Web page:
5:29 p.m. PST January 15, 2016
More than 140 Oregon middle schools and high schools, serving more than 85,000 students, have secured career readiness grants totaling $9 million.
The CTE Revitalization Grant funds will fund programs focused on advanced manufacturing, engineering, agricultural science, app development, robotics, tourism, forestry, home renovation and health care, according to a recent press release.
“A skilled workforce is the foundation of a healthy economy,” Labor Commissioner Brad Avakian said in a prepared statement. “Today’s grants will give more Oregon students access to the hands-on learning and skills training that they need to succeed.”
In total, the 25 grants will leverage additional funds from 277 local business and community partners.
“These programs are good for students, good for businesses, and good for local communities,” Deputy Superintendent Salam Noor said in a prepared statement.
Graduation rates for students in career technical education programs are near 90 percent, according to the National Association of State Directors of Career Technical Education Consortium.
The grants build on earlier investments by the Oregon Legislature in 2011, 2013 and 2014, which total $14 million.
The CTE Revitalization Advisory Committee, which is composed of representatives from organized labor, trade organizations, education and Oregon’s energy and business community, reviewed 73 applications totaling $24.5 million in requests.
The committee prioritized applications based on geographic diversity, community partnerships, and programs that lead to high-wage, high-demand occupations, especially for historically underserved students.
The following schools and districts received grants:
- Baker Technical Institute, Baker School District 5J, Baker Technical Welding Proposal, $330,930.00
- Astoria School District, Clatsop County CTE Center, $305,469.00
- David Douglas School District, Project LAB (Learning Aligned with Business), $390,745.00
- Elgin School District, Fabricating Quality Careers in Agriculture, $378,426.00
- Gaston Junior/Senior High School, Dream, Plan, Build Gaston, $360,478.00
- Harney School District #3, Harney Frontier Schools CTE Revitalization, $368,382.00
- Henley High School, Revitalizing CTE in Klamath County, $390,605.00
- Hillsboro School District, Hillsboro Manufacturing Training and Learning Center, $385,188.00
- La Grande School District, La Grande High School, Real Science Creating Real Industry Skills in CTE, $379,852.00
- Malheur Educational School District, Treasure Valley Tech, $488,432.00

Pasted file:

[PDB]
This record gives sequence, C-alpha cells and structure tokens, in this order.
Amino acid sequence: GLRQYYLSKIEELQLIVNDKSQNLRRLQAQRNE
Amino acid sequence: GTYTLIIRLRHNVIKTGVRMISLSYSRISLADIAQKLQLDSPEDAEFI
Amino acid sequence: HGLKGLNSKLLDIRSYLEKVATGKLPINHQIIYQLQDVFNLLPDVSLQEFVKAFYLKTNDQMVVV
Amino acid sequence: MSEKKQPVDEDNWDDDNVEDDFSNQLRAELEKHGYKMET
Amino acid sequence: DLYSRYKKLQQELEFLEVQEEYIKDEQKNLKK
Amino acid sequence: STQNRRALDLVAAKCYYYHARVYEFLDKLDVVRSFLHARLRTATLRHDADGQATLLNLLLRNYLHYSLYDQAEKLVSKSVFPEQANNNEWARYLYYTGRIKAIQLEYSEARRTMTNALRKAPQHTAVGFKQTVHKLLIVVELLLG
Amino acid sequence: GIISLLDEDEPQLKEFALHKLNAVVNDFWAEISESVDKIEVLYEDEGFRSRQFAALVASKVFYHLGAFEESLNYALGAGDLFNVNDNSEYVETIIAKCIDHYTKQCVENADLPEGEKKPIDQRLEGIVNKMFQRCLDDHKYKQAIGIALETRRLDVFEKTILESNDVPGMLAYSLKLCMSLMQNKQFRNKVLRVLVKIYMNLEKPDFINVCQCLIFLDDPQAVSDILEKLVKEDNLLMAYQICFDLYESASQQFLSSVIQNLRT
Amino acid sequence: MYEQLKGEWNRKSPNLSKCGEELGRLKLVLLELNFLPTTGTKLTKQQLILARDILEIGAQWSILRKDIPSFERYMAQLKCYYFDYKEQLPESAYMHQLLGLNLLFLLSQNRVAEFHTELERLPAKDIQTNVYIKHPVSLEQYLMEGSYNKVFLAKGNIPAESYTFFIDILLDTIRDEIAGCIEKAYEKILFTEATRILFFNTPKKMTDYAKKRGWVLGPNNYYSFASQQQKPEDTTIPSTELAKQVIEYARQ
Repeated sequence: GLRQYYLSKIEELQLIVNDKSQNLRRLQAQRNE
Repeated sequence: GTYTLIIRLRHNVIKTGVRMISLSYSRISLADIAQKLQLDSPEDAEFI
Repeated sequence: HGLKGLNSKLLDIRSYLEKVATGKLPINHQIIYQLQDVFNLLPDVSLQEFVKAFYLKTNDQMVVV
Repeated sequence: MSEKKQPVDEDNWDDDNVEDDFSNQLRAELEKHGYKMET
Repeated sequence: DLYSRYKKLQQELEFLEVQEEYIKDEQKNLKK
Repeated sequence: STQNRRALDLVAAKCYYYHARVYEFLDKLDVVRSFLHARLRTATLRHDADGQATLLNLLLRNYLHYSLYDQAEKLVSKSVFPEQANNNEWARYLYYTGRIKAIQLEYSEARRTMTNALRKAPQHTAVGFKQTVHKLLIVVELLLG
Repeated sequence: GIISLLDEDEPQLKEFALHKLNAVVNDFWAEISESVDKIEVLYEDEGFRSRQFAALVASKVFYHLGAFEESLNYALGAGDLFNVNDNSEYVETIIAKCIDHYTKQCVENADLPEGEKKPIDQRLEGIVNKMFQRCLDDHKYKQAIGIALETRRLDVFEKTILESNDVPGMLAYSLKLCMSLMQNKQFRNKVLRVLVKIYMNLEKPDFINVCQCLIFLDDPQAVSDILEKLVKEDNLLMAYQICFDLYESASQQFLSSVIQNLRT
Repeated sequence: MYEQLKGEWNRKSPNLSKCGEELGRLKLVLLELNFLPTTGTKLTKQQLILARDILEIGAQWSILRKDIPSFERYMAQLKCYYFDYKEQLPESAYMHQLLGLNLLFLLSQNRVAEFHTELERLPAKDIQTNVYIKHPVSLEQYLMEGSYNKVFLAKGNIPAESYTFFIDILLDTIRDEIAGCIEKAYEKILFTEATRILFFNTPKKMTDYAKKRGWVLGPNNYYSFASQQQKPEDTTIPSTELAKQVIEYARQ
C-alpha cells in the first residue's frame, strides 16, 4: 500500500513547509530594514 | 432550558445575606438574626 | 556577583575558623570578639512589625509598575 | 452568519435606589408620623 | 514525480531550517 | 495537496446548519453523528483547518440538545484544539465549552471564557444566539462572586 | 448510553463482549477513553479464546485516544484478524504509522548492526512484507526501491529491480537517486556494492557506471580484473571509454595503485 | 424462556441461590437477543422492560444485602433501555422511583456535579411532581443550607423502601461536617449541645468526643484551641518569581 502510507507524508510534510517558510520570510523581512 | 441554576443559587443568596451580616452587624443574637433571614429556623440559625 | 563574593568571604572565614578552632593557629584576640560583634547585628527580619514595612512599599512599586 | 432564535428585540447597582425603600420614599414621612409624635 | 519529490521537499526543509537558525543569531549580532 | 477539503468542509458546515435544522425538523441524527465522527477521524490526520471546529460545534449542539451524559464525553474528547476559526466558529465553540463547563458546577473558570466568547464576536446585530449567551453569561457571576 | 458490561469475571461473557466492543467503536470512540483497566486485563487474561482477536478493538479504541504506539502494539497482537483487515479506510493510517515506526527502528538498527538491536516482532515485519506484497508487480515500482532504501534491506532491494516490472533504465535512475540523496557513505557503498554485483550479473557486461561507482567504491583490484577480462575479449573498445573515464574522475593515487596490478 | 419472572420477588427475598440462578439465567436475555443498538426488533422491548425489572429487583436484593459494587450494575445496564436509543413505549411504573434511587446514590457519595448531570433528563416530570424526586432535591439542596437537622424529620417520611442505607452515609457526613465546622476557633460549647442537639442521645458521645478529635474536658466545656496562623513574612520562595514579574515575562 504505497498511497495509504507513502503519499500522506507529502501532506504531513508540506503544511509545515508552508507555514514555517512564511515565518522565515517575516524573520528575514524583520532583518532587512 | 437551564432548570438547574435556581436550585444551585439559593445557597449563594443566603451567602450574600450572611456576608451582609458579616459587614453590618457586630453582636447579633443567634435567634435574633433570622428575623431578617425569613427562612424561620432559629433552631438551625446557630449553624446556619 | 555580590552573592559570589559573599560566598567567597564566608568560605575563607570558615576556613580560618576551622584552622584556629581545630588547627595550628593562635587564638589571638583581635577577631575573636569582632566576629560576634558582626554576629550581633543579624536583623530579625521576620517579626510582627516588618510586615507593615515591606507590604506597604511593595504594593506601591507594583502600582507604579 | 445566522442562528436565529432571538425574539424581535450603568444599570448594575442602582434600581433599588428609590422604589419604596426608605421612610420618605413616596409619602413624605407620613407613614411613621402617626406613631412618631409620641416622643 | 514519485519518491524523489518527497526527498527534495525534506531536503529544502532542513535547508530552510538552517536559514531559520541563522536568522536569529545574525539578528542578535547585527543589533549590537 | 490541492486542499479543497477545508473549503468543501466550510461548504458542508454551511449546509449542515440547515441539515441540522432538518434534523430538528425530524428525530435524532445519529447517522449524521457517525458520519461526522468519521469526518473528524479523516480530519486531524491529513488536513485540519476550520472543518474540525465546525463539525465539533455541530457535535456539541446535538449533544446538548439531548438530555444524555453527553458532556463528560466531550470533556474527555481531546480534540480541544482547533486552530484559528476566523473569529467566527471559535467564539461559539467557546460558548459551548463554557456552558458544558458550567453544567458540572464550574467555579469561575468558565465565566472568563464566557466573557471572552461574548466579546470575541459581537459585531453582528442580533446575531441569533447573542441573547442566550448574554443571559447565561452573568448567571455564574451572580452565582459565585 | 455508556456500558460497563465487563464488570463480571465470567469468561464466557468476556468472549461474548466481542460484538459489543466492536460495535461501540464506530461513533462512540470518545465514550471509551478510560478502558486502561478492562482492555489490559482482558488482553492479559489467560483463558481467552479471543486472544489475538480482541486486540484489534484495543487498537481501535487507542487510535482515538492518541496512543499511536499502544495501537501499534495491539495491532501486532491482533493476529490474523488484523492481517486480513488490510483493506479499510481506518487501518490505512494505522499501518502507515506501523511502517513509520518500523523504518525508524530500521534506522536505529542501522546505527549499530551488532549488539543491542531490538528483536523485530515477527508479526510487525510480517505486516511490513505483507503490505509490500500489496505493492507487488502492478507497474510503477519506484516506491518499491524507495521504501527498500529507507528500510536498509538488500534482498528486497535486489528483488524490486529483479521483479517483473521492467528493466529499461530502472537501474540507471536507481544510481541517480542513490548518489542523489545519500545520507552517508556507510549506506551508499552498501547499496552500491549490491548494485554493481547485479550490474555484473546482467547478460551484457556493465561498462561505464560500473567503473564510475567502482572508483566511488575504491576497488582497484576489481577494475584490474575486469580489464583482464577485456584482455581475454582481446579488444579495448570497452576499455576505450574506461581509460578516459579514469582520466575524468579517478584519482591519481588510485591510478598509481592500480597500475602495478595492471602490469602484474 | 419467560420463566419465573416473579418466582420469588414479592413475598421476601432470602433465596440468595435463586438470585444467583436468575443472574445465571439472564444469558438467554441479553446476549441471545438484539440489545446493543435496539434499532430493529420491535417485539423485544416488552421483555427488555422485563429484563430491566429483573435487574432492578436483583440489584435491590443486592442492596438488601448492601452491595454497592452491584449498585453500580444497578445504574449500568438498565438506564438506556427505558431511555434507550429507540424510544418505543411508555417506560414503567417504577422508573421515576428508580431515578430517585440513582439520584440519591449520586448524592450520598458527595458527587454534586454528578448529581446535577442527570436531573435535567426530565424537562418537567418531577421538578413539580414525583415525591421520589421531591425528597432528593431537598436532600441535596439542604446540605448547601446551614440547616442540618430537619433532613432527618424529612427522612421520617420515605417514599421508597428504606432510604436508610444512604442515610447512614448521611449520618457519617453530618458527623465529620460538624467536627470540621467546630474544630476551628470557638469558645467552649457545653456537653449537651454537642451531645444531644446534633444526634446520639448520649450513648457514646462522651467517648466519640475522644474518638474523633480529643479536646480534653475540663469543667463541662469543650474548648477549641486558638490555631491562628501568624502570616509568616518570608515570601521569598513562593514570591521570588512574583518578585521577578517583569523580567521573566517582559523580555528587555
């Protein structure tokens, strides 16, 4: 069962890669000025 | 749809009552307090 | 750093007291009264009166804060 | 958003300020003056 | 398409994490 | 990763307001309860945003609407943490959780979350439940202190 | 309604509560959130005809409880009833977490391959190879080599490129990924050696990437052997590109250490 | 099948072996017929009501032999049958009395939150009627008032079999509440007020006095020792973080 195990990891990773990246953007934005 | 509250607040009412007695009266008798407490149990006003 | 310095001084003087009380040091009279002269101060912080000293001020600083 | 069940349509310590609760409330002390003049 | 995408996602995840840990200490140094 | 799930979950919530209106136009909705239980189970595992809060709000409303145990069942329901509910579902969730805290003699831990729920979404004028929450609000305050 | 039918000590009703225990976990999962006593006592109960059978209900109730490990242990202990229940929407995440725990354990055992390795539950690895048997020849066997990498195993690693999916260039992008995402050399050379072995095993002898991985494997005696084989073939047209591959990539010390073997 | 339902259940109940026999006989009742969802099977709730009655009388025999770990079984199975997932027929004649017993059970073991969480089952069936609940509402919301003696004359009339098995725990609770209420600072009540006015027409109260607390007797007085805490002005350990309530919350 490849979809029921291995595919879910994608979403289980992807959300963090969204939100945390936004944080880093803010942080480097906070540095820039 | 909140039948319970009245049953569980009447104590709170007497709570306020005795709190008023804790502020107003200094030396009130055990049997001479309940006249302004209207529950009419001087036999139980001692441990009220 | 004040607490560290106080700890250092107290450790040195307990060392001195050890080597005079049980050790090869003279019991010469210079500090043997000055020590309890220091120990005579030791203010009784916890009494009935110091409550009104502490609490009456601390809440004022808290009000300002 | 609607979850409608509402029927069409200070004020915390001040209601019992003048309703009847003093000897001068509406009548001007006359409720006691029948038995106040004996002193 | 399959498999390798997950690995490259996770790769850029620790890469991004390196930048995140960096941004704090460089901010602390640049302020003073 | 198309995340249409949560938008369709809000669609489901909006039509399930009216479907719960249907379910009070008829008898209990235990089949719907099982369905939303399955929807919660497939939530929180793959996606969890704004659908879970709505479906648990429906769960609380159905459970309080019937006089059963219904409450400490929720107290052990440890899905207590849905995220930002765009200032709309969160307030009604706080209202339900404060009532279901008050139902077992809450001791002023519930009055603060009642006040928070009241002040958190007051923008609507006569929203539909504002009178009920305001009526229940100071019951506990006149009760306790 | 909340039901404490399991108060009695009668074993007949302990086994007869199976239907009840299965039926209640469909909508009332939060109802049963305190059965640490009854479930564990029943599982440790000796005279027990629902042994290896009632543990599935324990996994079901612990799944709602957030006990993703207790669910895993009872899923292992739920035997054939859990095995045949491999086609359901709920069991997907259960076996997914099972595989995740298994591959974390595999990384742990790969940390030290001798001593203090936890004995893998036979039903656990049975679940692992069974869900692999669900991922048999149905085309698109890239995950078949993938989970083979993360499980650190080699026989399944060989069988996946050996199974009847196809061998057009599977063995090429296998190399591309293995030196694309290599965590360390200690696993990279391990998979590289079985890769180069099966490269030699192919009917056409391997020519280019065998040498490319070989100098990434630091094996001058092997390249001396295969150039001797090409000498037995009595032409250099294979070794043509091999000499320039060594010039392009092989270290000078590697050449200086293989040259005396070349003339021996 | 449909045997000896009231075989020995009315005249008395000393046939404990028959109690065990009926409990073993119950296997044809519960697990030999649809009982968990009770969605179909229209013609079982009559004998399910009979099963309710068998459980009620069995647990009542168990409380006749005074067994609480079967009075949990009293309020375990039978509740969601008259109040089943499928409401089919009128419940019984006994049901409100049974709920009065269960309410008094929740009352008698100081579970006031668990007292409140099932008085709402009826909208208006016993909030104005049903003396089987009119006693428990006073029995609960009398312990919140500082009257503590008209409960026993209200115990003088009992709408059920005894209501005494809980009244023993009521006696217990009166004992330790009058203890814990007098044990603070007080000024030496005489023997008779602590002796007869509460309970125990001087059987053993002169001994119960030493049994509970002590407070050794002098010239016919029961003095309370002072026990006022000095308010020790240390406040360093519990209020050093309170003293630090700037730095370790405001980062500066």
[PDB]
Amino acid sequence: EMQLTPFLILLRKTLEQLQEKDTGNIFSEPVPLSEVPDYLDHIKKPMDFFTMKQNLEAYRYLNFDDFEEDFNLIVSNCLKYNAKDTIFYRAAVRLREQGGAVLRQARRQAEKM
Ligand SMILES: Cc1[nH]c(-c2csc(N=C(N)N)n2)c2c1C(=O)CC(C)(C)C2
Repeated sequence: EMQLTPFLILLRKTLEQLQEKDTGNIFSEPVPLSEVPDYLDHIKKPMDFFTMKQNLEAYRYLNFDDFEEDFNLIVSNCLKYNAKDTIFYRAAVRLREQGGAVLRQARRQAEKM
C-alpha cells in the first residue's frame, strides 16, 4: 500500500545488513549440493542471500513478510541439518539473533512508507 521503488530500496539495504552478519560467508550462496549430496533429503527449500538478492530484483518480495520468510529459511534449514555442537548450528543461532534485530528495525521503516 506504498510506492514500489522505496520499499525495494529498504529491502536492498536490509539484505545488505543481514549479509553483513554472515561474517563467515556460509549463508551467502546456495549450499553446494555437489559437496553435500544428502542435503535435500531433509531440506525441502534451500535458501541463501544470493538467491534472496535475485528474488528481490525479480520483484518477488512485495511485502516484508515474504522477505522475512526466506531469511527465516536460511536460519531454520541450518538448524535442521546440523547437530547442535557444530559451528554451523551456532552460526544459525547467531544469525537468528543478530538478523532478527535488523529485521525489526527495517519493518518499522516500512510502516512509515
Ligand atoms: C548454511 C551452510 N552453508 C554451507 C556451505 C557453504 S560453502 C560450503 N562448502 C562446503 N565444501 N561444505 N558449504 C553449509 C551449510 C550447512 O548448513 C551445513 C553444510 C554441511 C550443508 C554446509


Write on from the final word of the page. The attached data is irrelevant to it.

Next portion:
- McMinnville School District, Protective Services Career Pathway Project, $146,796.00
- Heppner High School, Morrow County Welding and Manufacturing Project, $390,745.00
- Pendleton School District, Pendleton Technology and Trade Center, $390,745.00
- Redmond High School, Building the Hub of Entrepreneurship: Innovation and Ideation at Redmond High School, $231,700.00
- Roseburg High School, Roseburg High CTE Revitalization – Skills for the 21st Century, $358,909.00
- Sabin-Schellenberg Professional Technical Center, Equitable Opportunities in Emerging Technology, $323,884.00
- Scio High School, Scio CTE Expansion, $383,052.00
- South Coast Educational School District, South Coast Healthcare Pathway Program, $418,488.00
- Southern Oregon Educational School District, Manufacturing by Design, $488,432.00
- St. Helens School District #502, Renovations and Remodeling, $380,197.00
- Sunset High School, Sunset High School Engineering Pathway, $325,642.00
- Tigard-Tualatin School District, Tigard-Tualatin Manufacturing CTE Program of Study, $385,215.00
- Waldport High School, Lincoln County School District, Full S.T.E.A.M. Ahead, $384,735.00
- Willamina School District, College and Career-Ready: CTE Revitalization Grant, $390,745.00
- Yamhill Carlton High School, Yamhill Carlton Career Academy, $222,208.00
This is the first time the Willamina School District has received a competitive grant of such proportion, said district superintendent Carrie Zimbrick.
Zimbrick said the district has had plans for a new building just behind the district’s high school for years.
She said this money will allow the district to build an additional building for two more classrooms, a metal shop, and a wood shop, in addition to highering more staff.
The funding will also help the district furnish the building with high quality equipment and materials the students will need.
“We are beyond excited,” Zimbrick said. “This is a dream come true.”
Zimbrick said the district plans to have all the buildings ready for fall courses this year.
The classes will be available to students in grades 7-12 who are interested in taking elective courses in the program. There will also be an exploratory course for sixth graders.
“This will serve a lot of students,” she said.